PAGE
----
Accordingly, the invention provides that at least one of the lamination stacks is segmented and has at least two partial lamination stacks, the two partial lamination stacks lie opposite one another in each case by way of their lamination end sides which are transverse, in particular perpendicular, to the layer plane of the laminated sheets, the lamination end sides of the two partial lamination stacks are at a distance from one another, a gap, which extends perpendicular to the layer plane, between the two partial lamination stacks being formed by said distance, and the gap forms a cooling channel or at least a section of a cooling channel, the longitudinal direction of said cooling channel extending transverse, in particular perpendicular, to the layer plane of the laminated sheets.

A substantial advantage of the core according to the invention is that the good thermal longitudinal conductivity of the laminations is utilized for cooling the core owing to the described arrangement of the cooling channel or cooling channels transverse to the layer plane of the laminations. This advantageously leads to the possibility of achieving a reduction in the amount of space required for cooling and an increase in the filling factor for the core limb.

A further substantial advantage of the core according to the invention can be considered that of the described formation of the core from partial lamination stacks being suitable both for cores which are composed of layers of individual laminations and for cores which are wound from magnetic strips.

The width of the lamination stacks is preferably different, so as to form steps between lamination stacks which lie one on the other.

It is advantageous when the cross section of the core is matched to a circular cross section at least in sections owing to the formation of steps.

The number of different lamination widths in the partial lamination stacks is preferably at most one third of the number of steps. The number of different lamination widths in the partial lamination stacks is particularly preferably at most three.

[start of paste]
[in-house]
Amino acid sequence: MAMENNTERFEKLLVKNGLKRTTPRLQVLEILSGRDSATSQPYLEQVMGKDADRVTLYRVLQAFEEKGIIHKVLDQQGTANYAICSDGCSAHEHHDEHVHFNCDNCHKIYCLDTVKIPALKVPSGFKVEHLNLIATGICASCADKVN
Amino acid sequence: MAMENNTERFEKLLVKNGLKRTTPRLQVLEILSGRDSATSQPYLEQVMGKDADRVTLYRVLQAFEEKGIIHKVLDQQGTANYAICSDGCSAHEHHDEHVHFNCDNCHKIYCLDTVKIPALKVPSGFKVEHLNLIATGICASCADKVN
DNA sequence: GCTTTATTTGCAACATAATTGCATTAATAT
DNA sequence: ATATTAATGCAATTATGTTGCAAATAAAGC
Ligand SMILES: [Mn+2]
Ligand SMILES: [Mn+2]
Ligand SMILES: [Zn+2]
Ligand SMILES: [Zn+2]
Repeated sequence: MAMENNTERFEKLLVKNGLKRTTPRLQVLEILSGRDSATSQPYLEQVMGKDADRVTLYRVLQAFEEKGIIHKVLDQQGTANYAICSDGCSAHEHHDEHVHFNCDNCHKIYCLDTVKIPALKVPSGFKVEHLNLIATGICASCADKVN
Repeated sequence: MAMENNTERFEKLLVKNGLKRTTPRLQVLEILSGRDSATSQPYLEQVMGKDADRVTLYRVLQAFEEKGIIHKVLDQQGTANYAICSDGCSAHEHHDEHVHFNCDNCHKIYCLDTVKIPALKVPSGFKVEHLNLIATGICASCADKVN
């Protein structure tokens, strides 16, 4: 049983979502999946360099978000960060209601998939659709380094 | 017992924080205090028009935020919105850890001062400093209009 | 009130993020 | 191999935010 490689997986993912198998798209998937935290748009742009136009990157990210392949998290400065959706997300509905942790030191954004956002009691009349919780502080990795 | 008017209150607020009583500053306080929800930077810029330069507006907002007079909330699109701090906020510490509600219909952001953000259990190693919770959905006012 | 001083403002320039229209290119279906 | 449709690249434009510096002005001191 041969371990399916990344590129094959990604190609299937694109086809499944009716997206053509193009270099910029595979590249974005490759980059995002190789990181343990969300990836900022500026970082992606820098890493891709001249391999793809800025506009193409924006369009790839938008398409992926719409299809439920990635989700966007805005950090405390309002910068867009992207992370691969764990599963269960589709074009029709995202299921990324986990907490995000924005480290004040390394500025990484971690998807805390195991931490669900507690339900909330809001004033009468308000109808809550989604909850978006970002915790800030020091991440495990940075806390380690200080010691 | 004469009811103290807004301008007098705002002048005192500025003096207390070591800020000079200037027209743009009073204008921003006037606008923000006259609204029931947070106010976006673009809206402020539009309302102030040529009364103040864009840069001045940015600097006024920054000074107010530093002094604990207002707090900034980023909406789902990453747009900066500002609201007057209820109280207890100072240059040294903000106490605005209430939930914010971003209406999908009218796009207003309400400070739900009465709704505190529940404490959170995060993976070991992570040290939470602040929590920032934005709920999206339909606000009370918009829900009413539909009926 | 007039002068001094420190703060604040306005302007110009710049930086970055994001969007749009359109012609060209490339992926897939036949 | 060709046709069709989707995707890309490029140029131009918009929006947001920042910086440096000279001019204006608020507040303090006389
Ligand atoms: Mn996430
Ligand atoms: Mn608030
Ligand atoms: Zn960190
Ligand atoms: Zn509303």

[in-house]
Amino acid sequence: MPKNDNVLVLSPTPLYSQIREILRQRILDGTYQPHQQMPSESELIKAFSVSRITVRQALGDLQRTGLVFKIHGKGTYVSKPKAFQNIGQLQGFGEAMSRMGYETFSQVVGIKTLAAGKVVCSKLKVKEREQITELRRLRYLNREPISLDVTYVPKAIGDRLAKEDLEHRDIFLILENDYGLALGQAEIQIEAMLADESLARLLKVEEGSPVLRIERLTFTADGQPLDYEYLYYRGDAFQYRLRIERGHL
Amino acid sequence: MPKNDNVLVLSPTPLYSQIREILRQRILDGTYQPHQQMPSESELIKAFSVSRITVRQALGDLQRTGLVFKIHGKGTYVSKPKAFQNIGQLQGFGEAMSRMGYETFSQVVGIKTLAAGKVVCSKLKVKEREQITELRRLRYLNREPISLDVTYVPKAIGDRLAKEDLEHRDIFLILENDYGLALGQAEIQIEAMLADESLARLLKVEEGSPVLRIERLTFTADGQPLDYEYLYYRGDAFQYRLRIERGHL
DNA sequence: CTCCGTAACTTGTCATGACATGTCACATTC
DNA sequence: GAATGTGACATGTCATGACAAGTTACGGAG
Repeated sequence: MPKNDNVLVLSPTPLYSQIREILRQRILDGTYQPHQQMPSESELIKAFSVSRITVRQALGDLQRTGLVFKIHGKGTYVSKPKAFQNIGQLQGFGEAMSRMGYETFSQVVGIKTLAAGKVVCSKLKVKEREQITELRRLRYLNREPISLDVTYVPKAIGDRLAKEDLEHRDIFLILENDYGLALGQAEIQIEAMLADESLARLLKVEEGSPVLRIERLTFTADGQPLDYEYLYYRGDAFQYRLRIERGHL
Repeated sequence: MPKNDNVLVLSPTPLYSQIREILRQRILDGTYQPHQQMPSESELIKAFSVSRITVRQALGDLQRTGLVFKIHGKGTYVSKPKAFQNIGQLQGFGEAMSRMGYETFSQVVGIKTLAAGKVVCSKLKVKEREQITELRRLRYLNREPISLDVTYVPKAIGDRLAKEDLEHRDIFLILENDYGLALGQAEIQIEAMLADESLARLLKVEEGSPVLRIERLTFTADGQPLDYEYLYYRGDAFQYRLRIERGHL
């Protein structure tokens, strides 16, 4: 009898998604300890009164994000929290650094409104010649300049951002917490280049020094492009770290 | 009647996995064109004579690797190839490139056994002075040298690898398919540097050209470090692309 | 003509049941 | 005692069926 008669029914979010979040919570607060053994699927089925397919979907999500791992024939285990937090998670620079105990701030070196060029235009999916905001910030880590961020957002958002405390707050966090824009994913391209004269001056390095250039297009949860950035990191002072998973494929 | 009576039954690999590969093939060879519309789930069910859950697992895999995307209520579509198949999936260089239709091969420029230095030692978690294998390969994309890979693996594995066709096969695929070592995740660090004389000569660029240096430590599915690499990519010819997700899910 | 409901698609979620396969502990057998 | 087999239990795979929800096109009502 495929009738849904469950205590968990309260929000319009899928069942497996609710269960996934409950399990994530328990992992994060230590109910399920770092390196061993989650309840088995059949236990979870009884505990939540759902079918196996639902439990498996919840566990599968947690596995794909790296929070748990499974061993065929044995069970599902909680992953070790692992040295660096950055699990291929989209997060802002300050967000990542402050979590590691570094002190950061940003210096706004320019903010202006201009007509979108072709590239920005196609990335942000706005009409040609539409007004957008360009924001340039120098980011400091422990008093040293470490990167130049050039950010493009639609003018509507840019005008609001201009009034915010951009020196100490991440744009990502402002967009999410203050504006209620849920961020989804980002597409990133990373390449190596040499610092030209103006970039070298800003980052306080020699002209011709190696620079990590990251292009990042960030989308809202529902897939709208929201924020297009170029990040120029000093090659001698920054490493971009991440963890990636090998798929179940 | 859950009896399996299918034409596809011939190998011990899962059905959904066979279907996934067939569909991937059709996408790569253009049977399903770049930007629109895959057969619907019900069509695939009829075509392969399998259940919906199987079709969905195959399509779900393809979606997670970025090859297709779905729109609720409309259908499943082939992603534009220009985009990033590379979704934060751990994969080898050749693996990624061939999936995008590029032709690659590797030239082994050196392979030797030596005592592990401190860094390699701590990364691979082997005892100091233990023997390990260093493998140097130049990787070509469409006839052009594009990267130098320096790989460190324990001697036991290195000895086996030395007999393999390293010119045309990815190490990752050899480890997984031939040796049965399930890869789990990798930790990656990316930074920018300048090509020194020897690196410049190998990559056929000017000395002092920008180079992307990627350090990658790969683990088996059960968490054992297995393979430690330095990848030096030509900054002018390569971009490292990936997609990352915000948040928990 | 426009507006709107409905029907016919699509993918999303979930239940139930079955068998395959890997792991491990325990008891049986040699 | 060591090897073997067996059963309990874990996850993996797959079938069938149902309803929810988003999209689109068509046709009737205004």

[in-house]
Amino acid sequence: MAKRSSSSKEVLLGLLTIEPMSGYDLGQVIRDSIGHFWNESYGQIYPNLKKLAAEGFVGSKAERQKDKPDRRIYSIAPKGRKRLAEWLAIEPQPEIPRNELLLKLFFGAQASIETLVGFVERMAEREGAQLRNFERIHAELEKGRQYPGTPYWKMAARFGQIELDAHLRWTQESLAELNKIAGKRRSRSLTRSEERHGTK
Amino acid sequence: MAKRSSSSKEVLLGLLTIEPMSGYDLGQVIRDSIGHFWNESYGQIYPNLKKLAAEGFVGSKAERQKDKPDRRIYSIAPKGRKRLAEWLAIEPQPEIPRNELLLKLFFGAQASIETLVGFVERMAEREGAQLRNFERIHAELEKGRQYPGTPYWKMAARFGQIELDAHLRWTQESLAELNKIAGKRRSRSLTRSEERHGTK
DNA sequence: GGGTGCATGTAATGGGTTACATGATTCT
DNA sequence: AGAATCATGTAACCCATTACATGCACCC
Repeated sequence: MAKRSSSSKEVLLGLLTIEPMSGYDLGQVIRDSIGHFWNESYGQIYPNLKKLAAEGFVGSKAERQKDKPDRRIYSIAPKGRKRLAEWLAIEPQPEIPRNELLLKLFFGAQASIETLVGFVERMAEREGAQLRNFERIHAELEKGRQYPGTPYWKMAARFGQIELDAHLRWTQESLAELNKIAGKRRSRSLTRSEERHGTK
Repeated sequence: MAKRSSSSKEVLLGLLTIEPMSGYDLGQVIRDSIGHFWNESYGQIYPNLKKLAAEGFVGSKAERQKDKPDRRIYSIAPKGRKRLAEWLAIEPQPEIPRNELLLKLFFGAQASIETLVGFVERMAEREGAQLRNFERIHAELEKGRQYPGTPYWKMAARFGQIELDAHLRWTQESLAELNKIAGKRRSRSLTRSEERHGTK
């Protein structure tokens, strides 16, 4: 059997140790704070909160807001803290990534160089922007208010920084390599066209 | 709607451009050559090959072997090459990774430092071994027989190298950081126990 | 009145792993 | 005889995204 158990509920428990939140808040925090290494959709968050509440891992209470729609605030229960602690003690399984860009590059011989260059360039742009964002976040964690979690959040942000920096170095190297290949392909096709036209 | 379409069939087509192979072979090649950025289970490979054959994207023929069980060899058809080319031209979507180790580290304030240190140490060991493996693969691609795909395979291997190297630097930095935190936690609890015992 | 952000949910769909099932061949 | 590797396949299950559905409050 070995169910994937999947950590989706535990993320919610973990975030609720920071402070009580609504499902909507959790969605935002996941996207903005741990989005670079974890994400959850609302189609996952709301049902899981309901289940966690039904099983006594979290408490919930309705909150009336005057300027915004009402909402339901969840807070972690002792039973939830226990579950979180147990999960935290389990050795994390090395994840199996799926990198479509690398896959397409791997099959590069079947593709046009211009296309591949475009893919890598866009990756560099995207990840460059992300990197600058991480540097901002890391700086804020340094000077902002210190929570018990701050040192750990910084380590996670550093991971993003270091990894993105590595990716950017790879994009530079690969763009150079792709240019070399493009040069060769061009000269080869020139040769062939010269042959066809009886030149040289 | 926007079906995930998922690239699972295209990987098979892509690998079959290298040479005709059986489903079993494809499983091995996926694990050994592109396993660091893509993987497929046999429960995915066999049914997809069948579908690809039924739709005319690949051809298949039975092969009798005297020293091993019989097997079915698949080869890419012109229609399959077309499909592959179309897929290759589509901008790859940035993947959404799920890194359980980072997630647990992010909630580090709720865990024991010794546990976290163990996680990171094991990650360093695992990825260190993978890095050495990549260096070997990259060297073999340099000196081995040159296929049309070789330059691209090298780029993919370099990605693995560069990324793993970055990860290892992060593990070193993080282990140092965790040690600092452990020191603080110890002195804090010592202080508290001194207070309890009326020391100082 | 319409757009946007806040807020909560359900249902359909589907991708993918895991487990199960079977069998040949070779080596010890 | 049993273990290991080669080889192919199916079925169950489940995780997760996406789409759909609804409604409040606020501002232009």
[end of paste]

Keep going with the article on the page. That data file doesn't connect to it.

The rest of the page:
The lamination widths in the partial lamination stacks are preferably identical.

It is also considered to be advantageous when at least two lamination stacks which are situated one on the other have an identical number of partial lamination stacks of identical width, but are nevertheless of different width, wherein, in the case of the relatively wide lamination stack, at least two partial lamination stacks are separated from one another by the or one of the cooling channels.

A particularly preferred refinement provides that the core, as viewed from the inside to the outside, alternately has a lamination stack of the first kind and a lamination stack of the second kind, wherein, in the case of a lamination stack of the first kind, at least two partial lamination stacks, preferably all of the partial lamination stacks, are separated from one another by a gap or cooling channel, and wherein, in the case of a lamination stack of the second kind, at least two partial lamination stacks, preferably all of the partial lamination stacks, lie one on the other without a gap.

At least two lamination stacks of the first and second kind which lie one on the other preferably have the same number of partial lamination stacks of identical width.

It is also advantageous when the laminations are formed by a thin-walled strip material, preferably an amorphous strip material, and the lamination stacks are each wound from this strip material.

For further cooling, there is preferably additionally at least one cooling channel, the longitudinal direction of said cooling channel extending parallel to the layer plane of the laminated sheets.

A further preferred refinement provides that the lamination stacks are bent in sections, wherein the bending radii of at least two lamination stacks which lie one on the other are selected in such a way that a hollow space, preferably in the form of an arcuate gap, is formed in the bending region between these lamination stacks, wherein the hollow space is connected to one of the cooling channels or all of the cooling channels and makes it possible for a coolant to be fed into the cooling channel or cooling channels through the hollow space.

The width of the widest partial lamination stack is preferably an integer multiple of the narrowest partial lamination stack.

Tensioning belts are preferably used for mechanical stabilization. Accordingly, in the case of a further preferred refinement of the cores, it is provided that the wound partial lamination stacks are stabilized and fixed by means of tensioning belts, wherein the tensioning belts are arranged on the lamination stacks in such a way that the position of said tensioning belts is respectively offset in relation to the tensioning belt of the adjacent partial lamination stack and said tensioning belts are designed in such a way that a cooling channel is formed in the space between the partial lamination stacks. For cost reasons, tensioning belts which are composed of a non-magnetic metal material are preferably used.